Login

Big Nub Numismatics's Blog

28 Jun 2018

Coin Hunting

Coins | Big Nub Numismatics

Last week, I had a very good time. My grandfather had saved every cent he had ever received since 1998, and kept them stored in jars.He gave them to me to look through, andI spent about ten total hours going through the 50,000+ cents taking out oddities, and filling holes in my collection. Among these 50,000 memorial cents were about 800 shield cents, and about 20 wheaties. The rarest coin I found was probably the 1933 wheat cent. I did not have this coin before looking through the jars, and I was ecstatic upon finding it. Most coinage during and after the Great depression had surprisingly very low mintages. In 1929, a total of 277,140,000 cents were made. In 1930 just a bit less than 1929, but in 1931,1932, and 1933, combined, there was only 64,864,000, less than 25% of 1929. This reduced minting of wheat cents caused these issues to be hoarded, and now very hard to find, and thus expensive. The one I found was only the second I've ever seen with my own eyes. I'm very glad my grandfather did not spend it. Have you guys ever found something like this?

READ MORE
22 Jun 2018

The Very "Clashy" Flying Eagle Cents

Coins | Big Nub Numismatics

Many people love Flying Eagle cents. The first of the small cents, and minted right before the civil war in midst of political uproar. Following the coinage legislation of 1857, Spanish coins and large cents were to be melted, and exchanged for the new Flying Eagle small cent. A wonderful design from James B. Longacre. The large cents with the rise of copper prices could barely make a profit. This, and the longing for U.S. currency to be the only currency used in America was the breaking point. This act was a turning point in America's financial independence. The flying eagle is quite interesting, with its 1856 proofs, undated examples, and strong strikes. Most interestingly though were the die clashes.In 1857, the new Flying Eagle cent had some problems bumping into other coins. Three different varieties of a clash with this new cent have been recorded, one with a seated liberty quarter, one with a seated liberty half-dollar, and one with a double eagle. I have only personally seen one of these, and it blew my mind how something like this could have happened. I think this is second in curiosity only to "mule" coins.The die clash with the quarter is very prominent along the reverse, and is known as FS-01-1857-901, or snow-8 1857. Coins with these die closes are prized, as only 81-106 are known to exist. This variety graded as MS-63BN can be worth $2,750. The 1857, obverse 50 cent clash is the most available, having a rarity of URS-11, of these die clashes, with an estimated 258-512 being made. Not exceedingly rare, compared with others, but is immensely hard to find. Most examples are almost exactly centered within the half-dollar, making it look like this "mistake" was intentional. The rarest, and most worn, are the 1857, obverse $20 clash. Having a rarity of URS-7, these are hard to find. These gold double-eagles have their busts interrupted by the mirrored flying-eagle design. About 50-75 of these exist. None are known to be above mint state, but one, if found, it could fetch over $15,000. These examples cannot be missed, every one of these are clearly punched by the flying eagle, and the one cent. Most of the partnered cents that show the die clash are not very clear. Only seen in the fields of the design is the information. You can easily miss the shallow seated liberty, and double-eagle design, they look somewhat like a break in the die. The way each example is oriented makes me think that this was not a mistake. The designs are almost perfectly placed together, making even more odd. Whoever was in charge of these did not do a good job, but I thank for this. Without this "mistake" these would never have been able to exist.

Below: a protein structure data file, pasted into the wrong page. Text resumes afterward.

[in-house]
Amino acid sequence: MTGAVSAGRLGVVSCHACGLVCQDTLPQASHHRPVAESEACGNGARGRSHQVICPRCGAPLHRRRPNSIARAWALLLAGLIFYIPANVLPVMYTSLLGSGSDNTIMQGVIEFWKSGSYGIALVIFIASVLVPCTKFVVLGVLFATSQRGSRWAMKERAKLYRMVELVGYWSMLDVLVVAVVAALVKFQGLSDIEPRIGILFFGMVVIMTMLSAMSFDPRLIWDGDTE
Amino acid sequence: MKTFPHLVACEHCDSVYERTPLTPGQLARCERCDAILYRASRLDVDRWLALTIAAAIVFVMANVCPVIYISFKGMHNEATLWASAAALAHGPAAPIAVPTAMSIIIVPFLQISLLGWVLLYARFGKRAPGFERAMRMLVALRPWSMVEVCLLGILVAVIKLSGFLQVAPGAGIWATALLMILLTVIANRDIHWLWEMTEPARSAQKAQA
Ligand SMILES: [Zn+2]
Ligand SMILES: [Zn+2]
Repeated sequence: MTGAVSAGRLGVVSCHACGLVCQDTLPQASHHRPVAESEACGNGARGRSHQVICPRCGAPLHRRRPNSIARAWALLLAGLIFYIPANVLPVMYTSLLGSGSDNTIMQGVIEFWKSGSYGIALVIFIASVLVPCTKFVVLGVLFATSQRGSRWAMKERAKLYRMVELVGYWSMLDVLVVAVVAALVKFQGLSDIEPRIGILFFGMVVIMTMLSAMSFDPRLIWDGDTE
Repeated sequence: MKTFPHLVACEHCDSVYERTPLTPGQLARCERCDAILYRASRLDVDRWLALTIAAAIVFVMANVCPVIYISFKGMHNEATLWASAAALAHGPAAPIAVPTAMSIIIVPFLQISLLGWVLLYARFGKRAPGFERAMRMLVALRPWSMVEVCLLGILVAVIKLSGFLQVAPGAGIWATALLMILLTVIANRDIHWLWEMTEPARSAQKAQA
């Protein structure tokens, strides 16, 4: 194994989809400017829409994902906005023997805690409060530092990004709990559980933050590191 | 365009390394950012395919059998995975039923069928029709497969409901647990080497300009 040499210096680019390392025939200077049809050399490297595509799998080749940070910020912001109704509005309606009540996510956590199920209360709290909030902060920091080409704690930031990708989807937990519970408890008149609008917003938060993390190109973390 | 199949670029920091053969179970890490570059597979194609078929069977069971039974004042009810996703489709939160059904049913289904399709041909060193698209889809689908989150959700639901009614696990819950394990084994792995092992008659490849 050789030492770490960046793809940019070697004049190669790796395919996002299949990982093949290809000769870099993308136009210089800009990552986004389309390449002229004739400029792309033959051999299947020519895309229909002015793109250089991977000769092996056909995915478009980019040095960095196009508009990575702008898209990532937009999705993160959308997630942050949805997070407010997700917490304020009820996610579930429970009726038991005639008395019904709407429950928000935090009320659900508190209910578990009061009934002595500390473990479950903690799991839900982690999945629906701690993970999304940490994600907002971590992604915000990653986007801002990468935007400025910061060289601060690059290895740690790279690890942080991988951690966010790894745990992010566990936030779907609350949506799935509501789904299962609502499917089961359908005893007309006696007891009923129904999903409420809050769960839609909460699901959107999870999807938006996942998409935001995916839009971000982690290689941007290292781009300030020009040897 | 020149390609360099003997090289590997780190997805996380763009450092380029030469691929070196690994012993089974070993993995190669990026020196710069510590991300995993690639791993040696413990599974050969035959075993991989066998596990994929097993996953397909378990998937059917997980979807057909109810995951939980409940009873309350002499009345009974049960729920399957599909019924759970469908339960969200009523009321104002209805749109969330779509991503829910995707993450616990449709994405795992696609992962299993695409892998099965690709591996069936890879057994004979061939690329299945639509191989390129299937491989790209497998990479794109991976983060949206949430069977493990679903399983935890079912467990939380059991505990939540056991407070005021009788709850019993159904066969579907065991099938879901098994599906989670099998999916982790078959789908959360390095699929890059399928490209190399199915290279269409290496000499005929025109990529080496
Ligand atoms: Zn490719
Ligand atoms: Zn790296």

READ MORE
We use cookies to provide users the best experience on our website. If you continue without changing your cookie settings, we'll assume that you agree to receive all cookies on money.org. You may disable cookies at any time using your internet browser configuration. By continuing to use this website, you agree to our privacy policy and terms of use. To learn more about how we use cookies and to review our privacy policy, click here.